In 1961 Dodie Smith-Simmons wanted to be a Freedom Rider. A native of New Orleans, she had joined the local youth chapter of the NAACP at age 15. Now she was 18, a member of CORE and a veteran of marches and sit-in. But instead of going to Jackson and getting arrested, she worked behind the lines. New Orleans was an important staging city for the campaign, a way-point for Riders coming from the west coast and elsewhere. Smith-Simmons and her CORE colleagues housed and fed the Riders on their arrival, trained them in nonviolence, then put them on trains and buses into Jackson.
When the federal government announced on September 22 that it would finally enforce the law, abolishing segregation in southern bus and train stations, it appeared that Smith-Simmons had lost her chance. But Mississippi provided nothing if not opportunities for Civil Rights activists. Many cities continued to segregate their stations, so New Orleans CORE began sending Riders back into Mississippi.
On November 29, 1961, Smith-Simmons and four others road a Greyhound bus to from New Orleans to McComb, Mississippi. On arrival they were denied entrance to the station’s waiting room due to a supposed gas leak. They returned a bit later and successfully integrated it, at which point they were attacked by a gang of whites and driven from the station. Claude Sitton, the New York Times reporter who had covered the Rides all summer, described the scene as a repeat “on a smaller scale [of] the riots that greeted Freedom Riders last May in Anniston, Birmingham and Montgomery, Ala.”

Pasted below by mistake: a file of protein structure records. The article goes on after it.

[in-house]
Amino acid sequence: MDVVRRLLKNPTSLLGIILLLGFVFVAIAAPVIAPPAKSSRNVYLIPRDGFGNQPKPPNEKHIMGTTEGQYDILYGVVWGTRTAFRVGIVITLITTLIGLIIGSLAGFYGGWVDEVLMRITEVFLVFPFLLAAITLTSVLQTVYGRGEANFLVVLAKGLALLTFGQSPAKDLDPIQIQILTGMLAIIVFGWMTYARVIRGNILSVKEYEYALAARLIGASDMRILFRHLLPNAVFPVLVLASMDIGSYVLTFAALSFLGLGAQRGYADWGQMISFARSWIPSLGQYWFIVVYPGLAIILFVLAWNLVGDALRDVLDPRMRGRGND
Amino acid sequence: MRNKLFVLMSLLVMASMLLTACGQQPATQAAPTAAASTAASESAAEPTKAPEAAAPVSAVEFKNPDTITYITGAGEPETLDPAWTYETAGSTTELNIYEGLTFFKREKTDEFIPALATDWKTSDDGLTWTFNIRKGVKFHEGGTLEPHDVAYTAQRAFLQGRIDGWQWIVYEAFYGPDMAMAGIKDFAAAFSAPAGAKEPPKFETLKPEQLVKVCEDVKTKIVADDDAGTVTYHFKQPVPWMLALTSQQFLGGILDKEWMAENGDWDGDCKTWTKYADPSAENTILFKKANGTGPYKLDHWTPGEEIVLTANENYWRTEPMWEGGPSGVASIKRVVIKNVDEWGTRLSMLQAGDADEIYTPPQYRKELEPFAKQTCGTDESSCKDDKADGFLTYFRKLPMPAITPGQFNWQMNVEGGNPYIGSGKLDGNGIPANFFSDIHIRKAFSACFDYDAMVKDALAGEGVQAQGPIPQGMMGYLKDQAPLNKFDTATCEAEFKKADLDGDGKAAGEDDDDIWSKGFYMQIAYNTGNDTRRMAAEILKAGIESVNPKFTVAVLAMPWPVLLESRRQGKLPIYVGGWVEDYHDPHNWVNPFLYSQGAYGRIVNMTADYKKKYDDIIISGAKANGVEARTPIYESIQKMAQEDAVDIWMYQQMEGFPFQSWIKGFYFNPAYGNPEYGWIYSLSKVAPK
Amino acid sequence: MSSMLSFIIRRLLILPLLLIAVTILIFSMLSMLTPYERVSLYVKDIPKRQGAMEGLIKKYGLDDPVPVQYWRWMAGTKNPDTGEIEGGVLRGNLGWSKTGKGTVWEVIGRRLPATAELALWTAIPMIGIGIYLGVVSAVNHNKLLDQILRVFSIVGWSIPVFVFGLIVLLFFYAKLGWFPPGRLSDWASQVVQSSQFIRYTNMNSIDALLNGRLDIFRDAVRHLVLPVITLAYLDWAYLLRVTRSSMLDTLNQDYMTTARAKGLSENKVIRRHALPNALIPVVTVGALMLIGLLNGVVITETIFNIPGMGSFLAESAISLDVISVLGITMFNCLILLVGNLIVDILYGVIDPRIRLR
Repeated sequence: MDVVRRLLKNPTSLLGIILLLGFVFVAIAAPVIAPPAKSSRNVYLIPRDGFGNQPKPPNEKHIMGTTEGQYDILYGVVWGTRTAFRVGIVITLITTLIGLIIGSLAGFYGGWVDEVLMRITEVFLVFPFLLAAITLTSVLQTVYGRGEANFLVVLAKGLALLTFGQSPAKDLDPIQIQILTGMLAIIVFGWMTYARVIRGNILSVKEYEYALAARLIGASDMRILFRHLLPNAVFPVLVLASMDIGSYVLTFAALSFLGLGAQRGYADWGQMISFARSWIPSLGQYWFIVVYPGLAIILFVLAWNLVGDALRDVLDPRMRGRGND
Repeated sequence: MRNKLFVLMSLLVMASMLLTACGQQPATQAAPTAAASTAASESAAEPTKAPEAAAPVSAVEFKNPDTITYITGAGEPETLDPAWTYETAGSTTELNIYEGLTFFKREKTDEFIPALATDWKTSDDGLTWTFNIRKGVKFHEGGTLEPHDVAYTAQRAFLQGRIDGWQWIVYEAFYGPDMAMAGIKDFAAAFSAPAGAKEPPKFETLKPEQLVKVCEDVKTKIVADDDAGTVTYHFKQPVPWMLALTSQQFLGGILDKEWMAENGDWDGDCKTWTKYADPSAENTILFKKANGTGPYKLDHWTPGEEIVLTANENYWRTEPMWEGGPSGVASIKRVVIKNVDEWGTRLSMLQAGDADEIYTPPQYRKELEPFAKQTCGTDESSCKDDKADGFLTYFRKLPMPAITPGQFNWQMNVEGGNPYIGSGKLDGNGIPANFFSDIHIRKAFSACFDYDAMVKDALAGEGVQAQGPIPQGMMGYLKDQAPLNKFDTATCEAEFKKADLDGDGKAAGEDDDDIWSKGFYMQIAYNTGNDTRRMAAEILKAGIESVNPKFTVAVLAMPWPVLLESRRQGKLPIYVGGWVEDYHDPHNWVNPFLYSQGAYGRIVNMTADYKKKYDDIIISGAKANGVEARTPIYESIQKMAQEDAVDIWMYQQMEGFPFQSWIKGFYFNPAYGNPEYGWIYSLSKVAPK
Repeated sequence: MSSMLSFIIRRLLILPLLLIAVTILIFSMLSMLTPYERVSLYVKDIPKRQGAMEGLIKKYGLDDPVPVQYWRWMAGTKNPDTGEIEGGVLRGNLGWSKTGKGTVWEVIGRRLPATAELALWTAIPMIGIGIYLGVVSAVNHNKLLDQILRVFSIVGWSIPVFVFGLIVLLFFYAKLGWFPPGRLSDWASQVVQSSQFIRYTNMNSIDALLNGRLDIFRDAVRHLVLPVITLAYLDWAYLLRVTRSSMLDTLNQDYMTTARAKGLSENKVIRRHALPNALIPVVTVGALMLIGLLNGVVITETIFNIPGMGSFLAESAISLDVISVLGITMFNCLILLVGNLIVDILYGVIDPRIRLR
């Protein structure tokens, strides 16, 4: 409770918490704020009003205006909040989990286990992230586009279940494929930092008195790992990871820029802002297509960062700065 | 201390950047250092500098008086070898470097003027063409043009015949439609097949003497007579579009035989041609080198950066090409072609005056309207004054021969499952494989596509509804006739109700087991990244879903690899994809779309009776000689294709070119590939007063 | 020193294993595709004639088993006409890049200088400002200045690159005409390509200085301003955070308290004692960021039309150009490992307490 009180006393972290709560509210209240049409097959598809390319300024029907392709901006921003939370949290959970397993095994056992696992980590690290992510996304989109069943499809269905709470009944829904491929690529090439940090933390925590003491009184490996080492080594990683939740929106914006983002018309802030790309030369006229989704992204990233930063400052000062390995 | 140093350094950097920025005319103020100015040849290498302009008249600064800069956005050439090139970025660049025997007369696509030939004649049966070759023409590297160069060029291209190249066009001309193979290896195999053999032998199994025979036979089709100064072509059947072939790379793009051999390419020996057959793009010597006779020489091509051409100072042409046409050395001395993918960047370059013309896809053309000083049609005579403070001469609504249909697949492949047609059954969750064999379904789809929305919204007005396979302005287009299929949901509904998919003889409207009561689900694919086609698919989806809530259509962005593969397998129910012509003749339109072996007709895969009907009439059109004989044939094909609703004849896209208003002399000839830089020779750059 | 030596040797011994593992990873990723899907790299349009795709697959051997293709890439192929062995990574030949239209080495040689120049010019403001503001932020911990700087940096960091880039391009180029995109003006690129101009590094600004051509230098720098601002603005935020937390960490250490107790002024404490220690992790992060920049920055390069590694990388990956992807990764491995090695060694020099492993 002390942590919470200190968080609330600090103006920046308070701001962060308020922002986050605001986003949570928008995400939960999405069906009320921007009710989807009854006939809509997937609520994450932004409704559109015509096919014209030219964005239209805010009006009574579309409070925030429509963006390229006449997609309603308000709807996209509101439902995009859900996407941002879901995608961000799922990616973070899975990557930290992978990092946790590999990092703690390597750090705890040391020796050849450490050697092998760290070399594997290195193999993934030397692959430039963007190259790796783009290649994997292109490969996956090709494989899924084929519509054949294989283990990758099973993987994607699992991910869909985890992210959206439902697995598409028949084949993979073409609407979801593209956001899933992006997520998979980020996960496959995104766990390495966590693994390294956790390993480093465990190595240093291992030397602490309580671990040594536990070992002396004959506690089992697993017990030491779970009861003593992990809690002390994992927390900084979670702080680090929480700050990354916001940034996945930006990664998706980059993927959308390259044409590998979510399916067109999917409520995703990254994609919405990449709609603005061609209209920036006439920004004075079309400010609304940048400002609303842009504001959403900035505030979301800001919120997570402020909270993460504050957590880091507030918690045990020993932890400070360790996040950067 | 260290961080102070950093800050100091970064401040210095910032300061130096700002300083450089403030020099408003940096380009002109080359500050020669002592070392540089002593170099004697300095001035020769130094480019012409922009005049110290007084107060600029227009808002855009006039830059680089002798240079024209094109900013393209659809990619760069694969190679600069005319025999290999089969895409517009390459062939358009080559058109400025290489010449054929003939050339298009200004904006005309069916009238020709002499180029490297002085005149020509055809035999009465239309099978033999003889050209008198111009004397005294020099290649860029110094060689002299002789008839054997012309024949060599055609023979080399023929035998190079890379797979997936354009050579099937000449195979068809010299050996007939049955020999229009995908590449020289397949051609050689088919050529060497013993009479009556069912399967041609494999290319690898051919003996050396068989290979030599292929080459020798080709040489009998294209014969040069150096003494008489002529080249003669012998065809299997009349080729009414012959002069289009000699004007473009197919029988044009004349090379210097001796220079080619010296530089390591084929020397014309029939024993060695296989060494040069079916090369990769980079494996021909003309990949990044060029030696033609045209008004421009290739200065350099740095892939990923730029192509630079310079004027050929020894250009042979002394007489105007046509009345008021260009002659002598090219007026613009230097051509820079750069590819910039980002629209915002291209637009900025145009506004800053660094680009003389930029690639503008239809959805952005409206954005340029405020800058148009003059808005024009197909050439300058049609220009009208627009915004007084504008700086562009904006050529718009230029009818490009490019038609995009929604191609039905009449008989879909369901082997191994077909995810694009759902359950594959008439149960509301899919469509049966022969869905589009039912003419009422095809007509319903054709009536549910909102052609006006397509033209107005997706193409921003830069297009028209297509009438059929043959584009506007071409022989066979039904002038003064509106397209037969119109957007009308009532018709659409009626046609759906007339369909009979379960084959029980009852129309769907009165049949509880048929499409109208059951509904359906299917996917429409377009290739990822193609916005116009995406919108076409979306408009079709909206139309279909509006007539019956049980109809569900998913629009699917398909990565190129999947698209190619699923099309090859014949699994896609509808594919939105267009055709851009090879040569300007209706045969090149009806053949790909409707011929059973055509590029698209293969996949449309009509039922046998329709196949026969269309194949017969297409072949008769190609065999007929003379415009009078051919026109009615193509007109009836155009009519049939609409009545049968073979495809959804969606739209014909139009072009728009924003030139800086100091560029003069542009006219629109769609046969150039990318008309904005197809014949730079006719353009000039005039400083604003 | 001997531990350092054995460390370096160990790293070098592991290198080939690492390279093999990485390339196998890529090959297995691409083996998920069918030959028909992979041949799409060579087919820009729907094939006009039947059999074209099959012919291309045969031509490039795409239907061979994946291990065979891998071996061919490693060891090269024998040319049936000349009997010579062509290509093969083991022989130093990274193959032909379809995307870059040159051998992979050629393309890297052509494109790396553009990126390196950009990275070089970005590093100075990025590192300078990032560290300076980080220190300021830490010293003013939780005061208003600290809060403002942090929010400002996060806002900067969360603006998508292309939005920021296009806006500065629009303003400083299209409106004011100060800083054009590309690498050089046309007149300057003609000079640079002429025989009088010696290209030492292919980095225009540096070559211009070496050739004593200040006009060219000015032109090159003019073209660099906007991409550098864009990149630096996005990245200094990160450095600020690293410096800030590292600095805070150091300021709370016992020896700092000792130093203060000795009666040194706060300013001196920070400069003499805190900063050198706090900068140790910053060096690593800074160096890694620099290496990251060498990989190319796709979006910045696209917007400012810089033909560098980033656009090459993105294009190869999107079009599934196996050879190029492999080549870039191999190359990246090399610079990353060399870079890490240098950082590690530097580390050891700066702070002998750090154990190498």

The Riders managed to escape without any help from the McComb police, who were nowhere to be found, or the FBI observers on hand, as always, to observe and nothing more. But if they were paying attention that day, they did get to see Dodie Smith-Simmons become a Freedom Rider.
Above, Dodie Smith-Simmons photographed outside the old bus station in McComb on April 16, 2012.
Confederate monument in Hill Crest Cemetery, Holly Springs, Marshall County, Mississippi.
The earliest version of the monument was dedicated in 1876. It was finished in 1901.
Confederate monument in Cleveland, Bolivar County, Mississippi. Dedicated in 1908.
Dead upon the field of glory. Hero fit for song and story.
No nation ever rose so free from crime, nor fell so free from stain.
The panel under the lower-right soldier reads:
A testimonial of our affection and reverence for the Confederate soldier, the memory of whose brave deeds and heroic life, and the principles which he sacrificed so much we bequeath our children through all future generations.
John Doar was an Assistant Attorney General from 1960 to 1967, and was deeply involved in Civil Rights cases in Mississippi during those years, as well as elsewhere in the South.
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